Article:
Updated August 2021
So, you recently signed a new rental agreement with a tenant that is perfect for your rental. Days after signing the lease, the tenant breaks the lease before moving in. When a tenant changes their mind about renting from you, how does that affect a landlord, a tenant, and the overall business of a rental property? Perhaps the tenant got notice of a job transfer, encountered a family emergency, or simply got cold feet about moving into your rental property.
No matter what the circumstances, sometimes tenants change their minds about occupying a unit even before they move in. Learn what both of you are legally obligated to do when this unusual situation occurs so you can minimize the financial impact.
A Table Of Contents For Tenants Breaking The Lease Before Move-In
- What Happens When A Tenant Breaks Lease Before Moving In?
- How To Write An Early Lease Termination Letter
- Tenant Breaking A Lease Before Moving In: Landlord Options
- What Happens To Security Deposit When Tenant Breaks Lease?
- Can You Back Out Of A Lease Within 3 Days?
- When Tenants Cancel Lease Before Moving In: FAQs
- Landlord’s Rights When Tenant Break Lease Agreement
- Real-Life Example: Tenant That Wants To Break The Lease Early
Once the rental lease agreement has been signed, the landlord and the tenant have entered into a legally binding contract, whether or not the tenant actually occupies the unit.
If a tenant signed a lease but changed their mind about moving in, you must treat the notification as their intent to break the lease agreement.
Here is what you need to do when that happens:
Ask the tenant to provide a written 30-day notice for your records that they will be breaking the lease.
Explain to the tenant that they are legally liable for rent for the entire lease agreement; however, you will try to re-rent it as soon as possible as part of the good-faith effort required by most states. The tenant is responsible for paying rent until your property is rented out again, whether they are physically present at the unit or not.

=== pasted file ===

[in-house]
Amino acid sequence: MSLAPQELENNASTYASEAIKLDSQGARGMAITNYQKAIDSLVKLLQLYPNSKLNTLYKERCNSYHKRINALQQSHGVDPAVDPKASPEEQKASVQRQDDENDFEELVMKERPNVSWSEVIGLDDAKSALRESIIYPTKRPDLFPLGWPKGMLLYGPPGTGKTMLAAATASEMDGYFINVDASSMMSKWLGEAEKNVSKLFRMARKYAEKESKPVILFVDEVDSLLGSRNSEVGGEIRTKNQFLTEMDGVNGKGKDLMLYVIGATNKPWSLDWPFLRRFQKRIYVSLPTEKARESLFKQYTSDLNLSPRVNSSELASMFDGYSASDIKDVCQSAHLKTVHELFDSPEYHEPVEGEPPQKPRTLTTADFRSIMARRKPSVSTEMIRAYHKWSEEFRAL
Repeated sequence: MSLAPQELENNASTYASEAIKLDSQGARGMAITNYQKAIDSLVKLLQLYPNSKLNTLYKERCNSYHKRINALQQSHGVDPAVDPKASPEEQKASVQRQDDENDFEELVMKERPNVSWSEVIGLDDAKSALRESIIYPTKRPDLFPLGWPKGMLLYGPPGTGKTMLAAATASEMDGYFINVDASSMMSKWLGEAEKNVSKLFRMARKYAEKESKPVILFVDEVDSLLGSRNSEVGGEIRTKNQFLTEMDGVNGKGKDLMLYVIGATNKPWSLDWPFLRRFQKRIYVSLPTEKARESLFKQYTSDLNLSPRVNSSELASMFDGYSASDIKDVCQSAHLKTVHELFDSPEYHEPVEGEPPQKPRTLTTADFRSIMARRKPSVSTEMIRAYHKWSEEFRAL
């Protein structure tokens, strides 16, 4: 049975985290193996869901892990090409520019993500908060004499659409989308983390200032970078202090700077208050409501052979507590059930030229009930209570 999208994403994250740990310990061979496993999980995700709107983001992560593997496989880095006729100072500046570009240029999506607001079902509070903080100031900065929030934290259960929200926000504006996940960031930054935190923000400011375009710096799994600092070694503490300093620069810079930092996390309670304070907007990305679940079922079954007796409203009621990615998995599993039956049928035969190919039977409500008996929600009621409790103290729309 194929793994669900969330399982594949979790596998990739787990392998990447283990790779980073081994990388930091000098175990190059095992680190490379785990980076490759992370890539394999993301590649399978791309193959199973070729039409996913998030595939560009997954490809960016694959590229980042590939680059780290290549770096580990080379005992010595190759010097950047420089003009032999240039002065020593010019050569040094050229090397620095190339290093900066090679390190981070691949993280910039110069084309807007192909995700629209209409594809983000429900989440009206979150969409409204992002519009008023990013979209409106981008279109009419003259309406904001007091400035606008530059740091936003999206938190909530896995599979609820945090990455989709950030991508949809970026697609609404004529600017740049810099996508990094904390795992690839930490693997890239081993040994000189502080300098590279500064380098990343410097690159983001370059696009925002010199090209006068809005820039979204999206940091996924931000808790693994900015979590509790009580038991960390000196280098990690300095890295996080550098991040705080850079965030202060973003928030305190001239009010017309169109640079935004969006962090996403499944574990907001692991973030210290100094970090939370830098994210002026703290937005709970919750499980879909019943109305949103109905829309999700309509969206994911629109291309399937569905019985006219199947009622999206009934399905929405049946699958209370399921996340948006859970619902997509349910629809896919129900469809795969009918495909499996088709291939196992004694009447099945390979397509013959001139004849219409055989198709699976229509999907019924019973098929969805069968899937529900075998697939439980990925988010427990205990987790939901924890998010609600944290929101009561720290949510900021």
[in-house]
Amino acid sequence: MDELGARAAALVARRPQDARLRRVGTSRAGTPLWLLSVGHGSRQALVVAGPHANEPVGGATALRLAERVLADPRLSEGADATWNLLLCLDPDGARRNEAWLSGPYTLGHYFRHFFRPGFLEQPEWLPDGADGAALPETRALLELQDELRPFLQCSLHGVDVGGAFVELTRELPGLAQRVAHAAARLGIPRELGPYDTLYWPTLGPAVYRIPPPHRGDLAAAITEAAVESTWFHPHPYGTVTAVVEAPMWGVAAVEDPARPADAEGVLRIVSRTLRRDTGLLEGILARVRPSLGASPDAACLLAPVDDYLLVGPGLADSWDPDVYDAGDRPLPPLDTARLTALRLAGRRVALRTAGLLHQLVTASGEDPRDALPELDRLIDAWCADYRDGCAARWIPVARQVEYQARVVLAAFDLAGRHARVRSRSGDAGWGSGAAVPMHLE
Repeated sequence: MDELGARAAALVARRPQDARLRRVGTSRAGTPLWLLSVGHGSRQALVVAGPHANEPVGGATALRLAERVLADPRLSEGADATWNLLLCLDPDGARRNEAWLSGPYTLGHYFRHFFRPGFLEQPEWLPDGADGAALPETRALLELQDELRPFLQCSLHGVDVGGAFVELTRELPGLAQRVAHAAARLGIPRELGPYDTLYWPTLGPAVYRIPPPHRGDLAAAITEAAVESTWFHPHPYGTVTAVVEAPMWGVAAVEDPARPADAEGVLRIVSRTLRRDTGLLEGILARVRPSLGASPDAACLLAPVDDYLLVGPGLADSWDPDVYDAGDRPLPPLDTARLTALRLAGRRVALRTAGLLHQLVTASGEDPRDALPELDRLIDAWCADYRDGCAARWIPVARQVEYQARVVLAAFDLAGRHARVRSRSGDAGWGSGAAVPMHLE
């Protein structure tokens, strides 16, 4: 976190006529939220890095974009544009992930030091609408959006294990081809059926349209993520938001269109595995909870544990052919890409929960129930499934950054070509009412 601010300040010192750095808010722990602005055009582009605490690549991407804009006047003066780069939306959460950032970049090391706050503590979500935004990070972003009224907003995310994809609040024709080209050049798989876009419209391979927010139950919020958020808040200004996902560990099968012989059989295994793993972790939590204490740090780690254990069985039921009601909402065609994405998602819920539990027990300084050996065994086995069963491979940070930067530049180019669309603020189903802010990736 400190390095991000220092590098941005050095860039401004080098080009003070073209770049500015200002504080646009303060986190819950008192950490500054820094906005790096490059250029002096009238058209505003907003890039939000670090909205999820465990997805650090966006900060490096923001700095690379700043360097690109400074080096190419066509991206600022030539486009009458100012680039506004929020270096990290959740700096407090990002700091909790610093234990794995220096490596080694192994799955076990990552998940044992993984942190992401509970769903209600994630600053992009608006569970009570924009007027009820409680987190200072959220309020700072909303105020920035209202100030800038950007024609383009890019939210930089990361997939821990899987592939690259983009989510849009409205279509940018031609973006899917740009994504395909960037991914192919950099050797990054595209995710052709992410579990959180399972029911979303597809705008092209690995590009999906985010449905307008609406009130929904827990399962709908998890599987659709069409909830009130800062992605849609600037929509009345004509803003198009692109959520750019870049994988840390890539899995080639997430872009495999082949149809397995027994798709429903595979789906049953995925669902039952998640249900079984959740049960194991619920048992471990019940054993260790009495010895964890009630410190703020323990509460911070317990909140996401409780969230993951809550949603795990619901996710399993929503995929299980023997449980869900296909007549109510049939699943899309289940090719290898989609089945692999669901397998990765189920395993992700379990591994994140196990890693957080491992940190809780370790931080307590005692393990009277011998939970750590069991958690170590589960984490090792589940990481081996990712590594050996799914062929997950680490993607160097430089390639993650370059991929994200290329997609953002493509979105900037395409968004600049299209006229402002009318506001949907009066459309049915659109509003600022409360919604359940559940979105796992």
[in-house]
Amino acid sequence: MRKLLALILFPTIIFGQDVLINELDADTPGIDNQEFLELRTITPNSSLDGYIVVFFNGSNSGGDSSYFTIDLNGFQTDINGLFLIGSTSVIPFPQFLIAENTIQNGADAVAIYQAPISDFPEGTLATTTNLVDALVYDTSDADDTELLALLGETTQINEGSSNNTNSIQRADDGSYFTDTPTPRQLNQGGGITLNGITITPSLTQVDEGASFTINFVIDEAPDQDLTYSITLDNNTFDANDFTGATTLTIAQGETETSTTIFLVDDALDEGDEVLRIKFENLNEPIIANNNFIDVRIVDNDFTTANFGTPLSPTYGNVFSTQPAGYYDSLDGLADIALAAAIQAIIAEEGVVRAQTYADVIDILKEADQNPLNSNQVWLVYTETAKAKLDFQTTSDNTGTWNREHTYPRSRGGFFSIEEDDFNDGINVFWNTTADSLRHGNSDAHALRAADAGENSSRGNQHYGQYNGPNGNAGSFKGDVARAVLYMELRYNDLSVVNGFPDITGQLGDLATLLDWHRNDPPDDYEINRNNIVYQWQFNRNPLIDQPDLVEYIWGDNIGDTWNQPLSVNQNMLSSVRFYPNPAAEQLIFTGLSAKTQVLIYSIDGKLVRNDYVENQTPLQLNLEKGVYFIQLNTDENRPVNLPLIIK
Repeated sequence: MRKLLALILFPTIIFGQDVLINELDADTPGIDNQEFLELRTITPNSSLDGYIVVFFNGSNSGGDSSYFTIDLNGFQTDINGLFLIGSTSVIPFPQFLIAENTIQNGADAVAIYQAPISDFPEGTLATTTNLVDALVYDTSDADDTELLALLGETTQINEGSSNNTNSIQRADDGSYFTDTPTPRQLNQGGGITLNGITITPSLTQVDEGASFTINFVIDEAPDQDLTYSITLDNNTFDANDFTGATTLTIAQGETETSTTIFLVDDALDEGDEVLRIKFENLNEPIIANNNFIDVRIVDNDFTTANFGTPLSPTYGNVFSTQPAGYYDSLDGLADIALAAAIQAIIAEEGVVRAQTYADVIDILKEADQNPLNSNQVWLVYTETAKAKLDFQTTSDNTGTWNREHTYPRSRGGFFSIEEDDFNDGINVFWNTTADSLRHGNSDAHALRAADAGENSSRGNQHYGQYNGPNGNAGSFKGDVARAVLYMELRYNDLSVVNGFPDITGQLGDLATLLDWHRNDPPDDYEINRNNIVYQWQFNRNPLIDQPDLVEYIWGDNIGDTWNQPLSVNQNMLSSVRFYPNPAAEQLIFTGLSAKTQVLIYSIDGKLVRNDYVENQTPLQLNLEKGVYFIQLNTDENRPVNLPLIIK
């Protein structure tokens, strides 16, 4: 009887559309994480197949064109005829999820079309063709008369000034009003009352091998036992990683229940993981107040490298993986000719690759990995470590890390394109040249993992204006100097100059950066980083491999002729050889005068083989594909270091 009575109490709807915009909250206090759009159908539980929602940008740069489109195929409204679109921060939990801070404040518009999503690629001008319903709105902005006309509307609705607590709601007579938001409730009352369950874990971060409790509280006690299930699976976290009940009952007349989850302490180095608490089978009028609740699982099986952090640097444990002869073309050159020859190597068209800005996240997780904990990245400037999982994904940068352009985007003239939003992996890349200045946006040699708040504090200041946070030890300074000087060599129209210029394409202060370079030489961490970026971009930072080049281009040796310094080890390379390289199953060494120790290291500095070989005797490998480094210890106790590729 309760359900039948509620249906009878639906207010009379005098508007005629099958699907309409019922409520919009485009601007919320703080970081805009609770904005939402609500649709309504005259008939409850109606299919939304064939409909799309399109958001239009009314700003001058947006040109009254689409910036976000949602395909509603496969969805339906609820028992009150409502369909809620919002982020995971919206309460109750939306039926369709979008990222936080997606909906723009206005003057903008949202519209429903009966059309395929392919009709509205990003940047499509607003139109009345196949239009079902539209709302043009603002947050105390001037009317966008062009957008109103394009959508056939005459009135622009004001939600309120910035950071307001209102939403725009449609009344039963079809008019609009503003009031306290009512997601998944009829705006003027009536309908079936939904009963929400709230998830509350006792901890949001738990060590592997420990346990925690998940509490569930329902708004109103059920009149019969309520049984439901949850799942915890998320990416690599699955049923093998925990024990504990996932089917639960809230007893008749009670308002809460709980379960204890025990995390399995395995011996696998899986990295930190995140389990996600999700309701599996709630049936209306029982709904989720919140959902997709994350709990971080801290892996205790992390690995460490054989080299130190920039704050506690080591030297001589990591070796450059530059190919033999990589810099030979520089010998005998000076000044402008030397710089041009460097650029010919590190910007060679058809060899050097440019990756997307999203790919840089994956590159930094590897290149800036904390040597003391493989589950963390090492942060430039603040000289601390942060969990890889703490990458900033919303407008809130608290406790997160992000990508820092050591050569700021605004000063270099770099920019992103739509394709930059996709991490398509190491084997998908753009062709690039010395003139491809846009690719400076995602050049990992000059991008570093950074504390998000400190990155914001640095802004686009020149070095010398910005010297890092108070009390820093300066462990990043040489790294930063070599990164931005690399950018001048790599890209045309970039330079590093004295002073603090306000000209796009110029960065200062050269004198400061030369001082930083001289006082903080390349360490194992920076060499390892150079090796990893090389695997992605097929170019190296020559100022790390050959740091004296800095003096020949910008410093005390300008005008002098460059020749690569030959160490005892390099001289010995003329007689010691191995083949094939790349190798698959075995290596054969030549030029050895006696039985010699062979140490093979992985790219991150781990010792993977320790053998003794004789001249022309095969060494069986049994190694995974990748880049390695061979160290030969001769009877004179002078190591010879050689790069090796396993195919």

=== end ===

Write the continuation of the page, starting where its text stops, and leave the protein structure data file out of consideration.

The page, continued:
Most states require a good-faith effort on your part to find a new tenant. This means that you should begin marketing the property immediately and sign a new lease agreement with a new tenant as soon as possible.
Once you have a new lease agreement in place, the old lease agreement is no longer valid. Even though the tenant signed a lease, but never moved in, we recommend signing an early lease termination letter with the former tenant. This will ensure that the terms of this termination are clearly documented.
An early lease termination letter is an addendum to a lease agreement that is signed by both parties. This letter states that the lease agreement will be considered null and void as of a specific date. It should also include details of any fees owed and how they are to be collected.
It’s important for the landlord to document everything, especially the early termination letter. You will need this documentation to track and control how much money gets tied up in this situation, and you may need the documents if you end up going to court over any disagreements.
This letter will serve as legal documentation for the end of the lease. If the tenant does not pay the fees owed, this letter will be useful in pursuing the collection of any overdue rent and fees. Any employed property manager can help with this process, but we also have a copy of an early termination letter you can customize.
If you are worried about a tenant backing out before they move in, it might be a good idea to make sure your standard lease has a clear termination clause in it. This clause can cover what will happen if the tenant wants to back out of the lease early.
Usually, these clauses allow tenants to pay a specific amount as a standard early lease termination fee. Once they pay this amount, they can be considered free from the obligation to pay any future rent, but they will still owe any rent that is back due unless another arrangement is organized.